Decisions

# How to understand the different ways you might be wrong

In statistical hypothesis testing, a type I error occurs when a null hypothesis is rejected when it is actually true. This is also known as a false positive. The probability of a type I error is typically set at a level of 0.05, meaning that there is a 5% chance of falsely rejecting the null hypothesis.

On the other hand, a type II error occurs when a null hypothesis is not rejected when it is actually false. This is also known as a false negative. The probability of a type II error is typically set at a level of 0.20, meaning that there is a 20% chance of falsely failing to reject the null hypothesis.

It is important to note that there is a trade-off between the two types of errors. The smaller the chance of a type I error, the larger the chance of a type II error or visa versa.

In statistical tests, alpha and beta are two important parameters used to evaluate the performance of a statistical hypothesis test.

Alpha (α) is the level of significance for a hypothesis test, and it represents the probability of making a type I error. A type I error occurs when the null hypothesis is rejected when it is actually true. Alpha is often set at 0.05, meaning that there is a 5% chance of making a type I error.

Beta (β) is the probability of making a type II error in a hypothesis test. A type II error occurs when the null hypothesis is not rejected when it is actually false. Beta represents the power of the test, which is the probability of detecting an effect when it actually exists. A low beta value means that the test has low power and is unlikely to detect an effect if one exists.

For example, in a medical trial to test a new drug, a type I error would occur if the drug is rejected as ineffective when it is actually effective. This could lead to patients not receiving the treatment they need. A type II error would occur if the drug is not rejected as ineffective when it is actually ineffective. This could lead to patients receiving a treatment that is not effective.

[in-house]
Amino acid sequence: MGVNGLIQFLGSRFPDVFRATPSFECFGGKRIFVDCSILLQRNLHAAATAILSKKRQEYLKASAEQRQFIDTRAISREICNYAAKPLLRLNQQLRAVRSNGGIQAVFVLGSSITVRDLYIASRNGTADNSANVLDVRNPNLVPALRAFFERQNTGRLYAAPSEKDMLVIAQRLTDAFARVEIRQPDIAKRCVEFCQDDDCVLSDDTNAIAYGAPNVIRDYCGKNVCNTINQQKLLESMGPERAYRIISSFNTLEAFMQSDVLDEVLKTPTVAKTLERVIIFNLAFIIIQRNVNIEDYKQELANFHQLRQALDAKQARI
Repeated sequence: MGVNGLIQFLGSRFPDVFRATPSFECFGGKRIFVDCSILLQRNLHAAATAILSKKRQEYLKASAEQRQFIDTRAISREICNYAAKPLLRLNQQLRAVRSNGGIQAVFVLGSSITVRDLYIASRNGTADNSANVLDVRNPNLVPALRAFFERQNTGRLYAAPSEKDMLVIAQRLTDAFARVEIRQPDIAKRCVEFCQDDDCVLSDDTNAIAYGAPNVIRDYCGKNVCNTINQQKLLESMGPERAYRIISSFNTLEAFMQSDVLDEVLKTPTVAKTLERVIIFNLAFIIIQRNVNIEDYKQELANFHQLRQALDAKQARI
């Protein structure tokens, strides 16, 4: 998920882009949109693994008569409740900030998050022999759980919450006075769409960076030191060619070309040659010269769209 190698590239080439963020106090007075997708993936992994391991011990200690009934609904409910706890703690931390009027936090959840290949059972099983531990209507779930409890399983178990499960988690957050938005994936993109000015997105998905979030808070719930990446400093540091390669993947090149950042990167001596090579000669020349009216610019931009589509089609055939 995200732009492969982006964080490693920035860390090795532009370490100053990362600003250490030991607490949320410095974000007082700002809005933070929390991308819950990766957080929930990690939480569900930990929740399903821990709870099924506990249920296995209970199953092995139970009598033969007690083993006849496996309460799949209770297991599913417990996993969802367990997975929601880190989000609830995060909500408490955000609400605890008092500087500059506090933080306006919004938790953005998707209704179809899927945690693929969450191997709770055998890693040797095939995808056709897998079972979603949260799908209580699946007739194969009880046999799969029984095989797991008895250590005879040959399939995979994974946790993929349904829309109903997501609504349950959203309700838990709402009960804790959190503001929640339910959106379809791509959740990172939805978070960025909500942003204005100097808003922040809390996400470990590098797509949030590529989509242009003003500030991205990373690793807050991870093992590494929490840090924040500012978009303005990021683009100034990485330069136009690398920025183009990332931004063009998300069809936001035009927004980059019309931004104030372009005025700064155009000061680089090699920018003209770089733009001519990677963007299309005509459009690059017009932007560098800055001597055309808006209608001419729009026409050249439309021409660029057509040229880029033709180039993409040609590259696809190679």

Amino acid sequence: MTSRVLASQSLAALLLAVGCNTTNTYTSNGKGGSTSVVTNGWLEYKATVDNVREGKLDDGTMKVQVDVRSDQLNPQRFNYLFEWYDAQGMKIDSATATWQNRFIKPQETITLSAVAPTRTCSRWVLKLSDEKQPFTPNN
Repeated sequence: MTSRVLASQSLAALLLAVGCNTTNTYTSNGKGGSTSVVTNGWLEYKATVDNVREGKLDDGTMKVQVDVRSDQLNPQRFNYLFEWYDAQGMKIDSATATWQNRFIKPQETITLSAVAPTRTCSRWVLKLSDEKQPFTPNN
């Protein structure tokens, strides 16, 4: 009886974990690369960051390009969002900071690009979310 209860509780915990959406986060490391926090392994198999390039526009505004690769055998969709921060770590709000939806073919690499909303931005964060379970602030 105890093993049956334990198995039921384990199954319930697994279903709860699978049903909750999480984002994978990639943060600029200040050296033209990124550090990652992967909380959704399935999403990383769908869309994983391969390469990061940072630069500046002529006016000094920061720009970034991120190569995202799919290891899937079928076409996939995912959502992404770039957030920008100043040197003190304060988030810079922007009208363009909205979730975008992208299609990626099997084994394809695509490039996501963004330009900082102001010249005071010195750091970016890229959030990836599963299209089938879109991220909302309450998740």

To minimize these errors, it is important to have a large sample size, as well as to set a stringent significance level (e.g. 0.01) and to use appropriate statistical tests. Additionally, it is important to interpret the results in the context of the research question, and to consider other factors that may have influenced the results.

Type I and Type II errors are two types of errors that can occur during the process of statistical hypothesis testing. Type I error is a false positive, and it occurs when the null hypothesis is rejected when it is actually true. Type II error is a false negative, and it occurs when the null hypothesis is not rejected when it is actually false. Both errors can lead to incorrect conclusions. To minimize these errors, it is important to have a large sample size, to set a stringent significance level, to use appropriate statistical tests, and to interpret the results in the context of the analysis question.